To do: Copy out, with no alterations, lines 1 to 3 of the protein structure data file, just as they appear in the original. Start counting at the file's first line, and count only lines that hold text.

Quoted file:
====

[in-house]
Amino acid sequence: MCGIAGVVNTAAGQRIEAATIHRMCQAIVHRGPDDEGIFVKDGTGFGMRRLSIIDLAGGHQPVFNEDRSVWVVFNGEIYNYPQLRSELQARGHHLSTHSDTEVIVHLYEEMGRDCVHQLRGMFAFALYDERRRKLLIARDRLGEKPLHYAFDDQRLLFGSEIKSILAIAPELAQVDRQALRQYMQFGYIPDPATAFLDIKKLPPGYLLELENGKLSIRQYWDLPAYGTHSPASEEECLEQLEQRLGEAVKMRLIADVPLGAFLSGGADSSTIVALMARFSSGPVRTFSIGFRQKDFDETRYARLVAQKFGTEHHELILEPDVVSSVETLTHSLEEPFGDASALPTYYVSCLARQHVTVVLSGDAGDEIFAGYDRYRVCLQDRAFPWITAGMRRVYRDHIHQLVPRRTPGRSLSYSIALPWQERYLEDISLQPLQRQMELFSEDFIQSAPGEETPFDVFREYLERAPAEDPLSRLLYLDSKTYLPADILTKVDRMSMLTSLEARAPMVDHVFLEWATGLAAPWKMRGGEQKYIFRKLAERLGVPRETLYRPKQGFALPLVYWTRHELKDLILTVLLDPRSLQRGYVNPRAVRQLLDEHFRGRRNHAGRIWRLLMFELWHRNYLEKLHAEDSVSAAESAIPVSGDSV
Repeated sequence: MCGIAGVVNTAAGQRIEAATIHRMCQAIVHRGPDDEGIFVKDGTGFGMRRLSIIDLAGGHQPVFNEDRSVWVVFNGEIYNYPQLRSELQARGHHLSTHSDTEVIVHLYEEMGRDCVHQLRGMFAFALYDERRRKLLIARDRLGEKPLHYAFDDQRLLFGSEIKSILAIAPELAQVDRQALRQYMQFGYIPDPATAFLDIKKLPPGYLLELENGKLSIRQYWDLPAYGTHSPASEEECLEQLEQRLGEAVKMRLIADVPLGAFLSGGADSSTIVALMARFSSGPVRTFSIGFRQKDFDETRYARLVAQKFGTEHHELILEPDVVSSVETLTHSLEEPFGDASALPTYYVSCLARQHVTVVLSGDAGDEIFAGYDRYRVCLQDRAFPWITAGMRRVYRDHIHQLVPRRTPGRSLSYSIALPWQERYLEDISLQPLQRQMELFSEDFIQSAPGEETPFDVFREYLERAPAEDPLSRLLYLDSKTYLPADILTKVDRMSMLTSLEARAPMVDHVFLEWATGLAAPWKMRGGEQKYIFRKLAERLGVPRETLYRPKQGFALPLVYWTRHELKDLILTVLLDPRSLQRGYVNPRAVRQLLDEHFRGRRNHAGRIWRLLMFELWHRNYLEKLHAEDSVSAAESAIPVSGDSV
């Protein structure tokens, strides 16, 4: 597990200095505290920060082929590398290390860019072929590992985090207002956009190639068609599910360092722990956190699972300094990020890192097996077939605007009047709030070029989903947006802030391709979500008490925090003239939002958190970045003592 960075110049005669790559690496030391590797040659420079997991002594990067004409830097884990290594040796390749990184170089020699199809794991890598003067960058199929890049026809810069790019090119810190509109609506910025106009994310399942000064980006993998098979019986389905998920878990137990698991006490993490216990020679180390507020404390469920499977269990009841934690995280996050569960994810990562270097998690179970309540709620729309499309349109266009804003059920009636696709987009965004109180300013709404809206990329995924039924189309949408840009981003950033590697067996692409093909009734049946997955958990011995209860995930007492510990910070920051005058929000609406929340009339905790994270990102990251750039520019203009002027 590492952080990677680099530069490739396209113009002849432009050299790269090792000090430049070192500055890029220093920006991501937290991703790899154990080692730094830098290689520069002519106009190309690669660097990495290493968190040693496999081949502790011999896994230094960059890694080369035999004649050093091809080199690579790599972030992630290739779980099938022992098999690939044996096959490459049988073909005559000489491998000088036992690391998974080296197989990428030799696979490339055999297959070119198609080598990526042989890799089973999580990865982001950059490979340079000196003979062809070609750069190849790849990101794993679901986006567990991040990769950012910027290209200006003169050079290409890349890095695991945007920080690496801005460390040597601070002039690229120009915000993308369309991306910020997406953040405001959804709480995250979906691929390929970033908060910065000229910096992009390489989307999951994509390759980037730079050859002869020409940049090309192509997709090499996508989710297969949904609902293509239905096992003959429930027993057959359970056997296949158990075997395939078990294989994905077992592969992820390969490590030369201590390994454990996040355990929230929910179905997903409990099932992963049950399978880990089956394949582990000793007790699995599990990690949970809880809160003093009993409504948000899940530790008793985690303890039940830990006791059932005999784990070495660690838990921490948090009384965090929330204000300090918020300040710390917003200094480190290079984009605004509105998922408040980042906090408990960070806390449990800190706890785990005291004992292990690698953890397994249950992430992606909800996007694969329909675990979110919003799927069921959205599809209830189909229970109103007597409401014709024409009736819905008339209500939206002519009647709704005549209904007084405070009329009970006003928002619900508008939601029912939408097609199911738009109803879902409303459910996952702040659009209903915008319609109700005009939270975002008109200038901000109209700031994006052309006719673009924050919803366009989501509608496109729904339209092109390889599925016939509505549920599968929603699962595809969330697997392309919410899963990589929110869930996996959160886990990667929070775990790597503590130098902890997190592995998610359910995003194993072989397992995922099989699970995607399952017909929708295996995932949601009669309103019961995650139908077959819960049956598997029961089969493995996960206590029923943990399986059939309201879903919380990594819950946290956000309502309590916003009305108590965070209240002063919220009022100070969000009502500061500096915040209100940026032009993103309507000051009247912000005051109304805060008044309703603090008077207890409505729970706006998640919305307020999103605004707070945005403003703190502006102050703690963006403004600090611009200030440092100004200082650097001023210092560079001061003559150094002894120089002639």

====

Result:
[in-house]
Amino acid sequence: MCGIAGVVNTAAGQRIEAATIHRMCQAIVHRGPDDEGIFVKDGTGFGMRRLSIIDLAGGHQPVFNEDRSVWVVFNGEIYNYPQLRSELQARGHHLSTHSDTEVIVHLYEEMGRDCVHQLRGMFAFALYDERRRKLLIARDRLGEKPLHYAFDDQRLLFGSEIKSILAIAPELAQVDRQALRQYMQFGYIPDPATAFLDIKKLPPGYLLELENGKLSIRQYWDLPAYGTHSPASEEECLEQLEQRLGEAVKMRLIADVPLGAFLSGGADSSTIVALMARFSSGPVRTFSIGFRQKDFDETRYARLVAQKFGTEHHELILEPDVVSSVETLTHSLEEPFGDASALPTYYVSCLARQHVTVVLSGDAGDEIFAGYDRYRVCLQDRAFPWITAGMRRVYRDHIHQLVPRRTPGRSLSYSIALPWQERYLEDISLQPLQRQMELFSEDFIQSAPGEETPFDVFREYLERAPAEDPLSRLLYLDSKTYLPADILTKVDRMSMLTSLEARAPMVDHVFLEWATGLAAPWKMRGGEQKYIFRKLAERLGVPRETLYRPKQGFALPLVYWTRHELKDLILTVLLDPRSLQRGYVNPRAVRQLLDEHFRGRRNHAGRIWRLLMFELWHRNYLEKLHAEDSVSAAESAIPVSGDSV
Repeated sequence: MCGIAGVVNTAAGQRIEAATIHRMCQAIVHRGPDDEGIFVKDGTGFGMRRLSIIDLAGGHQPVFNEDRSVWVVFNGEIYNYPQLRSELQARGHHLSTHSDTEVIVHLYEEMGRDCVHQLRGMFAFALYDERRRKLLIARDRLGEKPLHYAFDDQRLLFGSEIKSILAIAPELAQVDRQALRQYMQFGYIPDPATAFLDIKKLPPGYLLELENGKLSIRQYWDLPAYGTHSPASEEECLEQLEQRLGEAVKMRLIADVPLGAFLSGGADSSTIVALMARFSSGPVRTFSIGFRQKDFDETRYARLVAQKFGTEHHELILEPDVVSSVETLTHSLEEPFGDASALPTYYVSCLARQHVTVVLSGDAGDEIFAGYDRYRVCLQDRAFPWITAGMRRVYRDHIHQLVPRRTPGRSLSYSIALPWQERYLEDISLQPLQRQMELFSEDFIQSAPGEETPFDVFREYLERAPAEDPLSRLLYLDSKTYLPADILTKVDRMSMLTSLEARAPMVDHVFLEWATGLAAPWKMRGGEQKYIFRKLAERLGVPRETLYRPKQGFALPLVYWTRHELKDLILTVLLDPRSLQRGYVNPRAVRQLLDEHFRGRRNHAGRIWRLLMFELWHRNYLEKLHAEDSVSAAESAIPVSGDSV